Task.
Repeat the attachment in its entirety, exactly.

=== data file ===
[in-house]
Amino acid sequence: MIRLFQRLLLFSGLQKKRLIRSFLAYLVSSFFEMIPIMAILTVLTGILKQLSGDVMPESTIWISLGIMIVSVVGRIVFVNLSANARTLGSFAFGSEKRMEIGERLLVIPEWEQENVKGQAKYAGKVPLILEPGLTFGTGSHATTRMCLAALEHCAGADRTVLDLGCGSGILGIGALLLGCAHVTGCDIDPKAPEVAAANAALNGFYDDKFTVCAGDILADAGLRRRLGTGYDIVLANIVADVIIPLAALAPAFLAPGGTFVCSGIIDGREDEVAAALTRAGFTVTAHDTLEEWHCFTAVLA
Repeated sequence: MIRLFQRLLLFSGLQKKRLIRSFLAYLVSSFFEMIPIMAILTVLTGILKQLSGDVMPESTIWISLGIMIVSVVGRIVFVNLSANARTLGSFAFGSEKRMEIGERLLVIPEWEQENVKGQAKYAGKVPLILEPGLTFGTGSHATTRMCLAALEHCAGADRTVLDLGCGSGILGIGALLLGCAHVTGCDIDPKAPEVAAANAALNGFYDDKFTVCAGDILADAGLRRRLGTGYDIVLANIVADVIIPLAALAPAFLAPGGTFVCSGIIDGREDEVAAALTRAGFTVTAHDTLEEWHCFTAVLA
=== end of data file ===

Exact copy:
[in-house]
Amino acid sequence: MIRLFQRLLLFSGLQKKRLIRSFLAYLVSSFFEMIPIMAILTVLTGILKQLSGDVMPESTIWISLGIMIVSVVGRIVFVNLSANARTLGSFAFGSEKRMEIGERLLVIPEWEQENVKGQAKYAGKVPLILEPGLTFGTGSHATTRMCLAALEHCAGADRTVLDLGCGSGILGIGALLLGCAHVTGCDIDPKAPEVAAANAALNGFYDDKFTVCAGDILADAGLRRRLGTGYDIVLANIVADVIIPLAALAPAFLAPGGTFVCSGIIDGREDEVAAALTRAGFTVTAHDTLEEWHCFTAVLA
Repeated sequence: MIRLFQRLLLFSGLQKKRLIRSFLAYLVSSFFEMIPIMAILTVLTGILKQLSGDVMPESTIWISLGIMIVSVVGRIVFVNLSANARTLGSFAFGSEKRMEIGERLLVIPEWEQENVKGQAKYAGKVPLILEPGLTFGTGSHATTRMCLAALEHCAGADRTVLDLGCGSGILGIGALLLGCAHVTGCDIDPKAPEVAAANAALNGFYDDKFTVCAGDILADAGLRRRLGTGYDIVLANIVADVIIPLAALAPAFLAPGGTFVCSGIIDGREDEVAAALTRAGFTVTAHDTLEEWHCFTAVLA